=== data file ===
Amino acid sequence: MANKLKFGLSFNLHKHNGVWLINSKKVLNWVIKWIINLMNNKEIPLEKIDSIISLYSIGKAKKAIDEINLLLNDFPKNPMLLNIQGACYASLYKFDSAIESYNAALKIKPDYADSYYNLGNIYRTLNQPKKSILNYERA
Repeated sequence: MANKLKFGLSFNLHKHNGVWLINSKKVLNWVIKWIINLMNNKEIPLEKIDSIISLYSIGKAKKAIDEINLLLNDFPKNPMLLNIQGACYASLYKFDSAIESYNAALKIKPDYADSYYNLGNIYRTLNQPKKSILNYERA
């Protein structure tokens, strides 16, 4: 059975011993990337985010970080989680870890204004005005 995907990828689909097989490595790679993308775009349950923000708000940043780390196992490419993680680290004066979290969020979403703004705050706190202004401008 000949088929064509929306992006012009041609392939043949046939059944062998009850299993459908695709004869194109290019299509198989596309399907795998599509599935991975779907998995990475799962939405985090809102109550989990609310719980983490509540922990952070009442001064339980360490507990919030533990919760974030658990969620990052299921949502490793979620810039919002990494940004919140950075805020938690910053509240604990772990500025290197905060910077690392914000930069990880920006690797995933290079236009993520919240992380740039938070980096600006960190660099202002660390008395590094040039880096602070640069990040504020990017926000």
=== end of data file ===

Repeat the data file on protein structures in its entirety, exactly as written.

Amino acid sequence: MANKLKFGLSFNLHKHNGVWLINSKKVLNWVIKWIINLMNNKEIPLEKIDSIISLYSIGKAKKAIDEINLLLNDFPKNPMLLNIQGACYASLYKFDSAIESYNAALKIKPDYADSYYNLGNIYRTLNQPKKSILNYERA
Repeated sequence: MANKLKFGLSFNLHKHNGVWLINSKKVLNWVIKWIINLMNNKEIPLEKIDSIISLYSIGKAKKAIDEINLLLNDFPKNPMLLNIQGACYASLYKFDSAIESYNAALKIKPDYADSYYNLGNIYRTLNQPKKSILNYERA
């Protein structure tokens, strides 16, 4: 059975011993990337985010970080989680870890204004005005 995907990828689909097989490595790679993308775009349950923000708000940043780390196992490419993680680290004066979290969020979403703004705050706190202004401008 000949088929064509929306992006012009041609392939043949046939059944062998009850299993459908695709004869194109290019299509198989596309399907795998599509599935991975779907998995990475799962939405985090809102109550989990609310719980983490509540922990952070009442001064339980360490507990919030533990919760974030658990969620990052299921949502490793979620810039919002990494940004919140950075805020938690910053509240604990772990500025290197905060910077690392914000930069990880920006690797995933290079236009993520919240992380740039938070980096600006960190660099202002660390008395590094040039880096602070640069990040504020990017926000």